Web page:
Over the past month, our team has been hard at work preparing for our Mid-Grant Technical Review (which we have dubbed the Exo-Expo). On the technical side of things, several members of the team have been working to optimize the current design for our exoskeleton hand, which utilizes a system driven by linear actuators to create movement in the fingers. This model will be powered and controlled through an Arduino Uno that will sit alongside an LCD screen on the wrist of the patient, as seen in the CAD models attached. In regards to finance, our spending has slowed, mainly due to the amount of material we already have has been sufficient for the work we are currently doing. Once our prototype nears completion, we will look to begin purchasing sturdier materials for our final product. We are working on making connections with the local VAs and the Wounded Warrior Project, as well as physical and occupational therapists to find people suffering from paralysis or paresis of the hand. As of yet, we have not received a response from any organization but we will continue to pursue and explore other options (such as rehabilitation facilities).
Here is a video of the Arduino Uno, LCD screen, and linear actuators at work.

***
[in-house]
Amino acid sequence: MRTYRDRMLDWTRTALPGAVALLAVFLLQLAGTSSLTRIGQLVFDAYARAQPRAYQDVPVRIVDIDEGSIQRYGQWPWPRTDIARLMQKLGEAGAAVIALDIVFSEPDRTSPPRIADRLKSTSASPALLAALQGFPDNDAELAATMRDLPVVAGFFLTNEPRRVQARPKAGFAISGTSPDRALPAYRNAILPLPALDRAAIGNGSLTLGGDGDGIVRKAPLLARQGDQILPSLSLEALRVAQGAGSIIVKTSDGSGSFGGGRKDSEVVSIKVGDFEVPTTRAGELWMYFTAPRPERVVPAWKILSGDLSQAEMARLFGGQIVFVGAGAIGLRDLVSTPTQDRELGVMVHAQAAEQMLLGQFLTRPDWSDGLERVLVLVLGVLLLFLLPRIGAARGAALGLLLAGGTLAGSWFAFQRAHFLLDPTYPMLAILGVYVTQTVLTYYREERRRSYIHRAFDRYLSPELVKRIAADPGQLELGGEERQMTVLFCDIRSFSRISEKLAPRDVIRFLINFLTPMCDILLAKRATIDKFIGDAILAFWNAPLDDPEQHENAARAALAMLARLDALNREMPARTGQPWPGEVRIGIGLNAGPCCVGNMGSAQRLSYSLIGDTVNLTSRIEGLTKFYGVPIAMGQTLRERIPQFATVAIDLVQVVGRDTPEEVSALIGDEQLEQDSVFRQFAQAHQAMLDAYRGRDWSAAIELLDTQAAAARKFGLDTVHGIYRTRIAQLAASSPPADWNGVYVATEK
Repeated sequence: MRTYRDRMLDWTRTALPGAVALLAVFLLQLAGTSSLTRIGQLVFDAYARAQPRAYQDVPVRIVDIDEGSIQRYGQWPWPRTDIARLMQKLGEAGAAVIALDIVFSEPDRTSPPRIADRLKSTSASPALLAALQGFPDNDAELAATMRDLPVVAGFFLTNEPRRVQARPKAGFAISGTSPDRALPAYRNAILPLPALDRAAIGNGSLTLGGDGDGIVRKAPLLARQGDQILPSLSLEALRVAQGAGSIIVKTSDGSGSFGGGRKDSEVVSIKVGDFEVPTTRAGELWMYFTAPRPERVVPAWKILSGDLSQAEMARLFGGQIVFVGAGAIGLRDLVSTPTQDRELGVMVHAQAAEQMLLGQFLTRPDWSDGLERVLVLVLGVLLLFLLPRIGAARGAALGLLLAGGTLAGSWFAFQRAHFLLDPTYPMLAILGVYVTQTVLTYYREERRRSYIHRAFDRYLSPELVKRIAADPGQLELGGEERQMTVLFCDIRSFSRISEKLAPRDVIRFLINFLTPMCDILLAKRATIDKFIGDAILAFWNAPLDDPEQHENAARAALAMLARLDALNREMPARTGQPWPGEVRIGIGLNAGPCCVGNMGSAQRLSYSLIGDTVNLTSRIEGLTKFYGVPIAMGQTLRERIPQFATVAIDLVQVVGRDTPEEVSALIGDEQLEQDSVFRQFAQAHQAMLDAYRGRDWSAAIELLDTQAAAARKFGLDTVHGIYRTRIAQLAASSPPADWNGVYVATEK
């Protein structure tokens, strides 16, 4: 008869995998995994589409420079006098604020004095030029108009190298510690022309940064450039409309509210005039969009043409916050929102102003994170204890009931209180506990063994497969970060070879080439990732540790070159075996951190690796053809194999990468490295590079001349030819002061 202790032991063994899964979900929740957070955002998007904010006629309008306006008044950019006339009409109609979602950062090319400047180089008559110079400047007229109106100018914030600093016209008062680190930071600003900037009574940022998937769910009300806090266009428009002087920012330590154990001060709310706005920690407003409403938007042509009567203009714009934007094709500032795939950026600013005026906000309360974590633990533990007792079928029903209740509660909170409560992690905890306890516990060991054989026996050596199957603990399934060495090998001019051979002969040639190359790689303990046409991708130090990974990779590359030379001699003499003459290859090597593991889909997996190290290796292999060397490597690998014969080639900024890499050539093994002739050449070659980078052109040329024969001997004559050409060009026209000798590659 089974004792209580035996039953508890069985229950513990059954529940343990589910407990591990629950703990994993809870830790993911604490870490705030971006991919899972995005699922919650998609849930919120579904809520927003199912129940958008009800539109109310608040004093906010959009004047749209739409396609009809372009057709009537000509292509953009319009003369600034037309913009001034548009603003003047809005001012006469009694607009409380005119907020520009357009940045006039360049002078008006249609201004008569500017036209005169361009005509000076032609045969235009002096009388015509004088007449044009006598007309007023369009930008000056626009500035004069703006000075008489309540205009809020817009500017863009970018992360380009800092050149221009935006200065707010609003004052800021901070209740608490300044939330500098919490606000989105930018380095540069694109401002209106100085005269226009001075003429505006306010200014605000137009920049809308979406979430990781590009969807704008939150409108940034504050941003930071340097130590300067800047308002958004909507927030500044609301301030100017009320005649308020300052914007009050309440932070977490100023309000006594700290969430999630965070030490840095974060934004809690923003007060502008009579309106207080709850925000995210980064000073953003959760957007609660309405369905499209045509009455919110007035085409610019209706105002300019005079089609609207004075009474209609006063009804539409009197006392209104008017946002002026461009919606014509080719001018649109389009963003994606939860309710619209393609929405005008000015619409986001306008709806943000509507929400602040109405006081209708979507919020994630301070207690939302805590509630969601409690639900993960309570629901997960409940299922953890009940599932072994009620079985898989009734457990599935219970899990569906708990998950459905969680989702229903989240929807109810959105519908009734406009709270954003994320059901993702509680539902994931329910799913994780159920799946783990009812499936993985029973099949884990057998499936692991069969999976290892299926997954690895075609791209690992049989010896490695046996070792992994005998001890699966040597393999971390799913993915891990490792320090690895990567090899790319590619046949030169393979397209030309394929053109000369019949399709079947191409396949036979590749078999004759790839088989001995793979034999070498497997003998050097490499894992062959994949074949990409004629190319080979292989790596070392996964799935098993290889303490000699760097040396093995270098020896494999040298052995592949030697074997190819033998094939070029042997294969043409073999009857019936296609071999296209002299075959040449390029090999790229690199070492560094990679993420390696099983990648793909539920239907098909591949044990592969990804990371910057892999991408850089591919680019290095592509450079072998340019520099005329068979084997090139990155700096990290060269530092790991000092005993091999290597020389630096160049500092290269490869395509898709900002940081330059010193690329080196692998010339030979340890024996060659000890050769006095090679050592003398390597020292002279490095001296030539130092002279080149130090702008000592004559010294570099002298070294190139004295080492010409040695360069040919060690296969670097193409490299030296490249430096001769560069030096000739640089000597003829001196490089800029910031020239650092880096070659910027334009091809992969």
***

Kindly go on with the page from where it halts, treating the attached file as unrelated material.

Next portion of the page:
Here is a video of the part of the exoskeleton that will be on each finger. We are currently working to create a product that will mimic the movement of an actual human hand.
To have a hand to test our prototype on, we reached out to Steve Forscher from Simulaids, a company that makes mannequins for CPR manikins and other medical practice. They donated two synthetic hands each valued at $46 ($92 total), and we took a tour of their facilities. We will be filling the hands with a gel substance and plastic bones to simulate the movement of an actual human hand. We will be using this to demonstrate the abilities of our product.
We are looking to have our prototype completed within the next couple weeks, so as to be able to test it and make any necessary changes before our Mid-Grant Technical Review. Within that time, we are going to finalize the coding aspect of the project and finish the optimization of the structures attached to each finger. We will also be tackling the greatest technical challenge of our project; the thumb! We are looking forward to working with more experts in the fields of physical and occupational therapy and neuroscience, as well as the patients directly affected by these debilitating medical problems.